Define an acid and a base according to Bronsted-Lowry concept and justify with examples that water is an amphoteric compound.
Answer: Bronsted-Lowry Concept : In 1923, the Danish chemist Bronsted and the English chemist Lowry independently presented their theories of acids and bases on the basis of proton-transfer.
According to this concept: An acid is a substance (molecule or ion) that can donate a proton (H+) to another substance.
A base is a substance that can accept a proton (H+)from another substance.
For example, HCl acts as an acid while NH3 acts as a base:
HCl + NH3 ⇔ NH4+ + Cl–
It is a reversible reaction. In the forward reaction, HCl is an acid as it donates a proton, whereas H2O is a base as it accepts a proton. In the reverse reaction, Cl– ion is a base as it accepts a proton from acid H3O+ ion. CI ion is called a conjugate base of acid HCl and H3O+ ion is called a conjugate acid of base H2O. It means every acid produces a conjugate base and every base produces a conjugate acid such that there is conjugate acid-base pair. Conjugate means joined together as a pair.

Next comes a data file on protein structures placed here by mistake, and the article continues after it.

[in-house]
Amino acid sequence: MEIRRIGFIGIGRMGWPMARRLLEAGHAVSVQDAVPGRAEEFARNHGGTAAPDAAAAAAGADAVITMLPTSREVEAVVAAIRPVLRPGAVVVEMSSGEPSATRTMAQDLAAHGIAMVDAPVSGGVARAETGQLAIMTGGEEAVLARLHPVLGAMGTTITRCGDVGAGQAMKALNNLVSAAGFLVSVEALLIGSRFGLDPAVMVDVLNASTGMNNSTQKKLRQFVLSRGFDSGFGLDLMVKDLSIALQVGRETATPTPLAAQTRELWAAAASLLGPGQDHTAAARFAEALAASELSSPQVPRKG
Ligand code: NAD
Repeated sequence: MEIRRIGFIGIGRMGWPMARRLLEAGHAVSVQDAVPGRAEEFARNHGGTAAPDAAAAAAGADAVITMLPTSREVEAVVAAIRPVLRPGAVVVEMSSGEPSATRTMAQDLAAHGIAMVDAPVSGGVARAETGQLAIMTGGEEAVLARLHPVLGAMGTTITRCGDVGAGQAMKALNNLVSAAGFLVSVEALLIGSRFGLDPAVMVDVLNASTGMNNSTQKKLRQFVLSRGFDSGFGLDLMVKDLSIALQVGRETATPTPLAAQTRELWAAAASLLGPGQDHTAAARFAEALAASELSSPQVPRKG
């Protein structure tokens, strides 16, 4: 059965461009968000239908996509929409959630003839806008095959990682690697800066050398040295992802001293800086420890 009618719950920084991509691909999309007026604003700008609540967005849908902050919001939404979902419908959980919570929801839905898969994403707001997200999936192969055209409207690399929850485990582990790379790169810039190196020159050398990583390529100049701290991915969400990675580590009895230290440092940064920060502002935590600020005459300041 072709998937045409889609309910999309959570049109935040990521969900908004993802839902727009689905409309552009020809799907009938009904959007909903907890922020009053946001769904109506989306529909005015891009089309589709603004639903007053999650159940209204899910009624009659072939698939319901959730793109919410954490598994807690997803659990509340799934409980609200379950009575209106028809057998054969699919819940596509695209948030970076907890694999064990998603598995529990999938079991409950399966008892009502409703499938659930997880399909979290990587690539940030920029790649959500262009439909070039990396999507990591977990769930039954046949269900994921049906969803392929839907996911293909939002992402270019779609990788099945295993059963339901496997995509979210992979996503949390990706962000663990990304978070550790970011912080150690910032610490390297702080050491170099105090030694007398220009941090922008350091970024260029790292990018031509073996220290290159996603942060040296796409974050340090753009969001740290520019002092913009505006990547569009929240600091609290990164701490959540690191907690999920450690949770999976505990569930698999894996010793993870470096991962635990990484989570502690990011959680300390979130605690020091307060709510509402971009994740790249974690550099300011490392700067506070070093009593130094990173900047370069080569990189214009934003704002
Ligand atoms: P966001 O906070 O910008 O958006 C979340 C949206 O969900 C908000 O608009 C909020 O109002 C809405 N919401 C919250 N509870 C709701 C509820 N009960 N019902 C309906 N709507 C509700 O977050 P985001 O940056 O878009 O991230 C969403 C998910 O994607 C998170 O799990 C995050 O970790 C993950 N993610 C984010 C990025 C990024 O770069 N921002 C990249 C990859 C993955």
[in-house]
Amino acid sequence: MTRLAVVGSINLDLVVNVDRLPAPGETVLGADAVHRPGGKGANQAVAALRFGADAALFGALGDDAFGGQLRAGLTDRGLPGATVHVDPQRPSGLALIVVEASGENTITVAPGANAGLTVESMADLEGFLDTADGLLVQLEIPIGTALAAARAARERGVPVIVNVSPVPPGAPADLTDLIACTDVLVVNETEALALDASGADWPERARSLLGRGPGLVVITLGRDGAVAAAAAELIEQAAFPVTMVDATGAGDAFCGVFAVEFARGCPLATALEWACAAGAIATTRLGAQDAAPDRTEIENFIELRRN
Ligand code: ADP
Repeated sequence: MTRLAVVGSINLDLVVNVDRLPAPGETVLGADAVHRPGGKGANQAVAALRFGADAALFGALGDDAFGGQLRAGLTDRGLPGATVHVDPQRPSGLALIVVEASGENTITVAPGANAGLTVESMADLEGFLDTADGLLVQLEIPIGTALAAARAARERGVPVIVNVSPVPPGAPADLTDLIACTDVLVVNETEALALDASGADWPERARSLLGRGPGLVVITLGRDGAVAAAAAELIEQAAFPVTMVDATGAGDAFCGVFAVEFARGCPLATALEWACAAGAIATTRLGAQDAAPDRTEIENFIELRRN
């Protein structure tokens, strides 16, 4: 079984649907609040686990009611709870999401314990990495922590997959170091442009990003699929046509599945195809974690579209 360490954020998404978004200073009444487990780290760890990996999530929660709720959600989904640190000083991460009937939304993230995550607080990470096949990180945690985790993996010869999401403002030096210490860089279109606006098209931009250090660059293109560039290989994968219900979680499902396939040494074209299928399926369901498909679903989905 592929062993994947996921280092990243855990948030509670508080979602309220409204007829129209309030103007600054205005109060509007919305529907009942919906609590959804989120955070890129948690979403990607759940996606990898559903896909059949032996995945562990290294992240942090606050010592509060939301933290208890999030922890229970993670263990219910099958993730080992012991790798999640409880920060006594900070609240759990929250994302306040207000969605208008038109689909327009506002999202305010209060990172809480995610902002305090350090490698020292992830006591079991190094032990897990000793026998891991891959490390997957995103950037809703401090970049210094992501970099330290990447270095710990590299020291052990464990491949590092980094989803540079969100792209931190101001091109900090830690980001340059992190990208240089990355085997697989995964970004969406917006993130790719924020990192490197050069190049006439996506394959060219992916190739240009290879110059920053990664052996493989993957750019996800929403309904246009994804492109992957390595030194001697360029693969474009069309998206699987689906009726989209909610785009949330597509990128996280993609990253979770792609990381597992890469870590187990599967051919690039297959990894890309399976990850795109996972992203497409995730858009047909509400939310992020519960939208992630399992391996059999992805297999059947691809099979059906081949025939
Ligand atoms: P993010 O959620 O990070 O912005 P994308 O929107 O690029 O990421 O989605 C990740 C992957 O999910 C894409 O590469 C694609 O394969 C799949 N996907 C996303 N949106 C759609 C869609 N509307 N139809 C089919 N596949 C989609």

A conjugate acid is a specie formed by accepting a proton by a base.
A conjugate base is a specie formed by donating a proton by an acid.
Thus, conjugate acid-base pair differs from one another only by a single proton.
Explanation: According to Bronsted-Lowry concept, an acid and a base always work together to transfer a proton. That means, a substance can act as an acid (proton donor) only when another substance simultaneously behaves as a base (proton acceptor). Hence, a substance can act as an acid as well as a base, depending upon the nature of the other substance. For example, H2O acts as a base when it reacts with HCl as stated above and as an acid when it reacts with ammonia.
Such a substance that can behave as an acid, as well as, a base is called amphoteric.
Limitation of Bronsted Lowry Concept: It has been observed that there are certain substances which behave as acids though they do not have the ability to donate a proton, e.g.,SO3 . Similarly, CaO behaves as a base but it cannot accept a proton. These observations prove the limitations of Bronsted-Lowry concept of acids and bases.
|Do you know: All Arrhenius acids are Bronsted-Lowry acids, but except OH other Bronsted-Lowry bases are not Arrhenius bases.|
Table : Conjugate Acids and Bases of common species
|Do You Know?||All Arrhenius acids are Bronsted-Lowry acids, but except OH other Bronsted-Lowry bases are not Arrhenius bases|